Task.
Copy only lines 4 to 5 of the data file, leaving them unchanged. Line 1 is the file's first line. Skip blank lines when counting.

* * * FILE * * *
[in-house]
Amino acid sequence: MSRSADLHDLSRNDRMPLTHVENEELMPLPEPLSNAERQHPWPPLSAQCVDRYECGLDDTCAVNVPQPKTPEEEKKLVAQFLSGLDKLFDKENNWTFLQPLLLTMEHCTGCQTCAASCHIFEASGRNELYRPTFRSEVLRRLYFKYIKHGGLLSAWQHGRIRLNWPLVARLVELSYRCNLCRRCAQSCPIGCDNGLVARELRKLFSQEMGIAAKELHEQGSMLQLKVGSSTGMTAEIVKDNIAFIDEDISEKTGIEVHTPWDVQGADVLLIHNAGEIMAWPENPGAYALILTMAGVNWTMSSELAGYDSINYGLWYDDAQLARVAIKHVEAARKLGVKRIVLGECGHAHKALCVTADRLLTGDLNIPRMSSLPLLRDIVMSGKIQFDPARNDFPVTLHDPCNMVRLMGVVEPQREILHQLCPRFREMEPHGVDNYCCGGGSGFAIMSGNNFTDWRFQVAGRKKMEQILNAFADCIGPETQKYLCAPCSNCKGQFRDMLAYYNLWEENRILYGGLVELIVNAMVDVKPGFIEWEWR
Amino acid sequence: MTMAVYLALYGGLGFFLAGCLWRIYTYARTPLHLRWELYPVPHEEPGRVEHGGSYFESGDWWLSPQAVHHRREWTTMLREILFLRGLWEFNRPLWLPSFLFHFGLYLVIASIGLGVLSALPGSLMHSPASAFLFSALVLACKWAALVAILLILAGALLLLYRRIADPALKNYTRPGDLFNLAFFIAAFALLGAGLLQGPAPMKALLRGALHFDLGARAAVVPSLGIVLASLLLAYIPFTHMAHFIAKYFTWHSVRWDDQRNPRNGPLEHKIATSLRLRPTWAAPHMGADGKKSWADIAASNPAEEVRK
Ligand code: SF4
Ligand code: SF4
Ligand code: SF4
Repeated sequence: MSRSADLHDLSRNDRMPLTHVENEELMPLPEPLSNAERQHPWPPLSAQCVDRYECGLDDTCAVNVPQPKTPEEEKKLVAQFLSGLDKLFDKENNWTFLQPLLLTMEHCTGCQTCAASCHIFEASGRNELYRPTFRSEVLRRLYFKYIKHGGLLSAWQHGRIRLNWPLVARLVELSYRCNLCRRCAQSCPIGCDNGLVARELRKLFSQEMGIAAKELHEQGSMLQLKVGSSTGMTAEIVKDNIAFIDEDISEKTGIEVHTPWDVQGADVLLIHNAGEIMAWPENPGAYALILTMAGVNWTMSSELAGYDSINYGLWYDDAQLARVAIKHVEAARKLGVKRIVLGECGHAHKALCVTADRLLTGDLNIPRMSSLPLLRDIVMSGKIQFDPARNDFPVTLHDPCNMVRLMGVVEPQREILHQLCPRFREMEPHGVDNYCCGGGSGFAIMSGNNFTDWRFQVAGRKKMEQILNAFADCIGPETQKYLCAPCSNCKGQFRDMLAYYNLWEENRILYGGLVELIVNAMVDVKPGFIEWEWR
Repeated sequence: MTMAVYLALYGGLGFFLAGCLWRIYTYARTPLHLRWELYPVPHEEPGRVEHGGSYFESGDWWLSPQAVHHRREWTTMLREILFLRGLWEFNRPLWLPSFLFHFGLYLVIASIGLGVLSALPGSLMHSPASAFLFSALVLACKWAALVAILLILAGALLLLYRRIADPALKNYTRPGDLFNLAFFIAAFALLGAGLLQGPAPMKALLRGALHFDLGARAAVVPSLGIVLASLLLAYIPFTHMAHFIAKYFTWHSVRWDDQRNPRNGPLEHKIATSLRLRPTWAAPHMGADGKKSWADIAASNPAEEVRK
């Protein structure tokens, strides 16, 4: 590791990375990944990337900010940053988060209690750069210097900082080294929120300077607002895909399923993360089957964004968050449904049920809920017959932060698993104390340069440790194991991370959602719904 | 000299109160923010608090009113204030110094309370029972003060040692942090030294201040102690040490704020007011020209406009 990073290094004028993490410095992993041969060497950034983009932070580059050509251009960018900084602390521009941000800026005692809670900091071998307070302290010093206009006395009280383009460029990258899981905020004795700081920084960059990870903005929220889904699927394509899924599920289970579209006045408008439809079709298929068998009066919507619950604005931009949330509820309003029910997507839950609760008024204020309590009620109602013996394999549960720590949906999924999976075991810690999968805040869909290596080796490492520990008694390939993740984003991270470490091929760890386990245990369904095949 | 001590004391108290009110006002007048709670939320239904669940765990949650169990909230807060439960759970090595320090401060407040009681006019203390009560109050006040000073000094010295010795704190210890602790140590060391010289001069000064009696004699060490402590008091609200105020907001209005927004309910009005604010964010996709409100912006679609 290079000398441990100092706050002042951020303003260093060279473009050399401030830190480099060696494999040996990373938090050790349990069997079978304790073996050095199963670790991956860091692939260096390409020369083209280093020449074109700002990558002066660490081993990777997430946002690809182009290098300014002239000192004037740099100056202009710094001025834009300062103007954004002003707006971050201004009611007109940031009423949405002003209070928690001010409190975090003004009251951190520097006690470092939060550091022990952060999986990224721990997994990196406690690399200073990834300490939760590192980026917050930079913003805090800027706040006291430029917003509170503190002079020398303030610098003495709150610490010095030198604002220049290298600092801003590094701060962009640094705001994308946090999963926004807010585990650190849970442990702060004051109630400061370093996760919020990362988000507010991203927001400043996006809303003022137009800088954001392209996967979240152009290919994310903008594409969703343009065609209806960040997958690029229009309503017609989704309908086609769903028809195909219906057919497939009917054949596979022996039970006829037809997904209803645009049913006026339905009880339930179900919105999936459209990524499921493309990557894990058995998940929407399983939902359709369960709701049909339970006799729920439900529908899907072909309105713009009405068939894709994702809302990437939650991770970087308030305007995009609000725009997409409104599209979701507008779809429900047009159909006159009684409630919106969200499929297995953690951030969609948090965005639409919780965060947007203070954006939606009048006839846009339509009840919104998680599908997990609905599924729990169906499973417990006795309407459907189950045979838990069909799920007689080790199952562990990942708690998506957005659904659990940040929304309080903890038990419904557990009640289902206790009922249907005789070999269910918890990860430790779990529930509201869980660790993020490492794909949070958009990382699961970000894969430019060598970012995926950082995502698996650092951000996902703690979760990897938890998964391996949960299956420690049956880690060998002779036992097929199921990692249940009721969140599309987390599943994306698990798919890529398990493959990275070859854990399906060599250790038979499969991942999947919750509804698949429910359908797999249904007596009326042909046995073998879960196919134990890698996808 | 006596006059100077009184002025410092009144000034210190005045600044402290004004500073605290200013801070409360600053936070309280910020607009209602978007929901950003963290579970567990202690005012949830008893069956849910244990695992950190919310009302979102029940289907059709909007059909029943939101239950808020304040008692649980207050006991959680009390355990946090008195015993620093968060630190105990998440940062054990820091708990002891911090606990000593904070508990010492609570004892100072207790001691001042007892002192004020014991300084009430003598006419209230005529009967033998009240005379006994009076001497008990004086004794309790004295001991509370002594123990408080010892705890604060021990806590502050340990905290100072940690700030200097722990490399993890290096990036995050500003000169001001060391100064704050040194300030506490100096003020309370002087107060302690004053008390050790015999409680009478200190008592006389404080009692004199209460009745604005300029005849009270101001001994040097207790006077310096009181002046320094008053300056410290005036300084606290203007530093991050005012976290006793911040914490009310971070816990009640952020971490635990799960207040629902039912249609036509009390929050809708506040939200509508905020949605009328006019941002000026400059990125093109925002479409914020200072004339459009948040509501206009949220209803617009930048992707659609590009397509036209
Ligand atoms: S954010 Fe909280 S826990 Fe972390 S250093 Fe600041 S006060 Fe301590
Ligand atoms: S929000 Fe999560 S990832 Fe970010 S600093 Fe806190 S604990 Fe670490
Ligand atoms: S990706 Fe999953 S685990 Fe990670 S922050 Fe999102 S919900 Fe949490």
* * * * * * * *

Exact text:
Ligand code: SF4
Ligand code: SF4